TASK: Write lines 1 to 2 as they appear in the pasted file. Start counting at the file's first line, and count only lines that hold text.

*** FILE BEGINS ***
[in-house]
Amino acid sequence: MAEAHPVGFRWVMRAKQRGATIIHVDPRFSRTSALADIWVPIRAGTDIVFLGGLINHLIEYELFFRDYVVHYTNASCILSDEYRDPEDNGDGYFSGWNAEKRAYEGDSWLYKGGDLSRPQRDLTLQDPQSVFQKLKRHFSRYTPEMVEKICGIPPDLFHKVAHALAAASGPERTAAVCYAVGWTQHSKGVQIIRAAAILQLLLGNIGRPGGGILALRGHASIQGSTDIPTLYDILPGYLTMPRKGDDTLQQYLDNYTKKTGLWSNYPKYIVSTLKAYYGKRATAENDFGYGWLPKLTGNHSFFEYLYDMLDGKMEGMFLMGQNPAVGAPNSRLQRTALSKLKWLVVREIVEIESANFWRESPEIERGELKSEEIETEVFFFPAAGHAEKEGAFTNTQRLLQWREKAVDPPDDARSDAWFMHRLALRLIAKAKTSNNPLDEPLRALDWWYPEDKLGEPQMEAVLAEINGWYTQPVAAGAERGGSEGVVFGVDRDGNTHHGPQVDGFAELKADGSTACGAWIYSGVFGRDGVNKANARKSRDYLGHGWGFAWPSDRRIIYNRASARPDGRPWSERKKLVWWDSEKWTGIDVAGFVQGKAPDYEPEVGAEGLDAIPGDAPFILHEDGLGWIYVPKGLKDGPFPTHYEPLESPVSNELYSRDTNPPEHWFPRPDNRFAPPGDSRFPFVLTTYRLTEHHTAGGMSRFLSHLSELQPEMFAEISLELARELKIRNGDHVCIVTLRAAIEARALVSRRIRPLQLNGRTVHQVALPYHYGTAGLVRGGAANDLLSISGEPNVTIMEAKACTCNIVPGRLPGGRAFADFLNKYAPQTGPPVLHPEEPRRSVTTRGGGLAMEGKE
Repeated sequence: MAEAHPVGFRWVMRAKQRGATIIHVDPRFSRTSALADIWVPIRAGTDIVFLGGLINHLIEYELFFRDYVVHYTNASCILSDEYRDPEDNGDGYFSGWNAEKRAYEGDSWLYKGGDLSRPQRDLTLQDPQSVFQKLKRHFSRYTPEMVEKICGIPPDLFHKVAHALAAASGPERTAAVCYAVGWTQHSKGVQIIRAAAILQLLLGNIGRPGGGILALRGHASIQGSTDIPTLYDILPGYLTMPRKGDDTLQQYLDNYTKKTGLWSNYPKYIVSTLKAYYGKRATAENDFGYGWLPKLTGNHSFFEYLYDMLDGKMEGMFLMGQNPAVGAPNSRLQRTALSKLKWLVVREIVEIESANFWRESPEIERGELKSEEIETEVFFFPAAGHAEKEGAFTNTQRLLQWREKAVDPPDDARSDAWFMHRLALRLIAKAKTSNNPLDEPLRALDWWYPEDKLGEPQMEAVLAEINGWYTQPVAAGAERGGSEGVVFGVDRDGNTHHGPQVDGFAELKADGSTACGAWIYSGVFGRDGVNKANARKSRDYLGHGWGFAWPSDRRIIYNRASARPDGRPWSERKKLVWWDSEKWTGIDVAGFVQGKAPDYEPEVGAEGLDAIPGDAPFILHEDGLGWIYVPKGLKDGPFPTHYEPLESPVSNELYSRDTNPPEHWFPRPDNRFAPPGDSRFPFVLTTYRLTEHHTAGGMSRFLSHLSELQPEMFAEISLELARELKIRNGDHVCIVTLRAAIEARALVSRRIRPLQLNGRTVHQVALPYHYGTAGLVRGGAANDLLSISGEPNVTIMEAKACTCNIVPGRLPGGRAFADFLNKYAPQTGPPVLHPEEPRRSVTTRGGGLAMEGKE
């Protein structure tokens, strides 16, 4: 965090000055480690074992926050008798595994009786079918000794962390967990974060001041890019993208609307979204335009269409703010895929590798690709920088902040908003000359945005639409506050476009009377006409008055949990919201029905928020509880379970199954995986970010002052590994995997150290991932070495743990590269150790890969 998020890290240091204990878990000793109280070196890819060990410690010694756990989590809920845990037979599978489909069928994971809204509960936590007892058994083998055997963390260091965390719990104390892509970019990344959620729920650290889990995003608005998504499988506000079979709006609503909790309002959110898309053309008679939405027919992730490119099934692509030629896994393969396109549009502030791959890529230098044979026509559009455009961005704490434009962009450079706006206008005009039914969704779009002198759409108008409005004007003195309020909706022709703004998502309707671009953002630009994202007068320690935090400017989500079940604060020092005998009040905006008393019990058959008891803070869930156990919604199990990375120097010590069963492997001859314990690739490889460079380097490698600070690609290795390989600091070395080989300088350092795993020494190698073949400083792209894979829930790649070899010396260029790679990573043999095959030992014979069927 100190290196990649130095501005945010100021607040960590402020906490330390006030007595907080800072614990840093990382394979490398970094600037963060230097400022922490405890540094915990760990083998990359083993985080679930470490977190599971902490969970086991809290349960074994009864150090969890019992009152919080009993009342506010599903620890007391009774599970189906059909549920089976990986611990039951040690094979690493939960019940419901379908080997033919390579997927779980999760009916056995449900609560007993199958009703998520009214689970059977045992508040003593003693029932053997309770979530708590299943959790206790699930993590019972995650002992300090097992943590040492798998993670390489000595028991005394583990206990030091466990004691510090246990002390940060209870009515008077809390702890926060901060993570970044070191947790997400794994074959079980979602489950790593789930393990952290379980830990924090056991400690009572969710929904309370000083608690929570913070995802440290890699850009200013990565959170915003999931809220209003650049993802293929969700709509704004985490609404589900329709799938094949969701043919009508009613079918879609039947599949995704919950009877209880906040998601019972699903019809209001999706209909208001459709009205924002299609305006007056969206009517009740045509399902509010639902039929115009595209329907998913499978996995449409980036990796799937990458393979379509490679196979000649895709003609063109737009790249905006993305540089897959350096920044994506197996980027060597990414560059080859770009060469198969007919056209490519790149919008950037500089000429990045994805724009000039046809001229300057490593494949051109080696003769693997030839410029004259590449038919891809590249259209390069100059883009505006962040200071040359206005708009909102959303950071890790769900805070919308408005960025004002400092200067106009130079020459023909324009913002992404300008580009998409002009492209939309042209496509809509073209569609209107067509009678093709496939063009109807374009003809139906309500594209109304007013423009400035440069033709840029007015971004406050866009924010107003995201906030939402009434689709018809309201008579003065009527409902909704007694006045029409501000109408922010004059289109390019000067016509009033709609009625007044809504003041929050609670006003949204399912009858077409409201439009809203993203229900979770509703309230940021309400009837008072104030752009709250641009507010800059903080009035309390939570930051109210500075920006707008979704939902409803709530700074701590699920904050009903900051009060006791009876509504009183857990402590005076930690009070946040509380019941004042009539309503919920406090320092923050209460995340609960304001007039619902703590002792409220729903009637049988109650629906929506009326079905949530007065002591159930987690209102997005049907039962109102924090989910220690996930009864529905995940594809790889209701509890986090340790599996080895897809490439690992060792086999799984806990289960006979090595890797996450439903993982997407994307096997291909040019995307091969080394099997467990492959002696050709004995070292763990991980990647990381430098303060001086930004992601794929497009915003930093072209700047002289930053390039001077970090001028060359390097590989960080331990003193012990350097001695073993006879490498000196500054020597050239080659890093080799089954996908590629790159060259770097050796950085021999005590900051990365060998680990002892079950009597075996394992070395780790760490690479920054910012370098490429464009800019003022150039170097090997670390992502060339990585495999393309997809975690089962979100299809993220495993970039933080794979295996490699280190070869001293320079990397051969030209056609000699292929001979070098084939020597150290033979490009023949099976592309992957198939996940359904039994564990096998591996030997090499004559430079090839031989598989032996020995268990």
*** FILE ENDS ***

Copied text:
[in-house]
Amino acid sequence: MAEAHPVGFRWVMRAKQRGATIIHVDPRFSRTSALADIWVPIRAGTDIVFLGGLINHLIEYELFFRDYVVHYTNASCILSDEYRDPEDNGDGYFSGWNAEKRAYEGDSWLYKGGDLSRPQRDLTLQDPQSVFQKLKRHFSRYTPEMVEKICGIPPDLFHKVAHALAAASGPERTAAVCYAVGWTQHSKGVQIIRAAAILQLLLGNIGRPGGGILALRGHASIQGSTDIPTLYDILPGYLTMPRKGDDTLQQYLDNYTKKTGLWSNYPKYIVSTLKAYYGKRATAENDFGYGWLPKLTGNHSFFEYLYDMLDGKMEGMFLMGQNPAVGAPNSRLQRTALSKLKWLVVREIVEIESANFWRESPEIERGELKSEEIETEVFFFPAAGHAEKEGAFTNTQRLLQWREKAVDPPDDARSDAWFMHRLALRLIAKAKTSNNPLDEPLRALDWWYPEDKLGEPQMEAVLAEINGWYTQPVAAGAERGGSEGVVFGVDRDGNTHHGPQVDGFAELKADGSTACGAWIYSGVFGRDGVNKANARKSRDYLGHGWGFAWPSDRRIIYNRASARPDGRPWSERKKLVWWDSEKWTGIDVAGFVQGKAPDYEPEVGAEGLDAIPGDAPFILHEDGLGWIYVPKGLKDGPFPTHYEPLESPVSNELYSRDTNPPEHWFPRPDNRFAPPGDSRFPFVLTTYRLTEHHTAGGMSRFLSHLSELQPEMFAEISLELARELKIRNGDHVCIVTLRAAIEARALVSRRIRPLQLNGRTVHQVALPYHYGTAGLVRGGAANDLLSISGEPNVTIMEAKACTCNIVPGRLPGGRAFADFLNKYAPQTGPPVLHPEEPRRSVTTRGGGLAMEGKE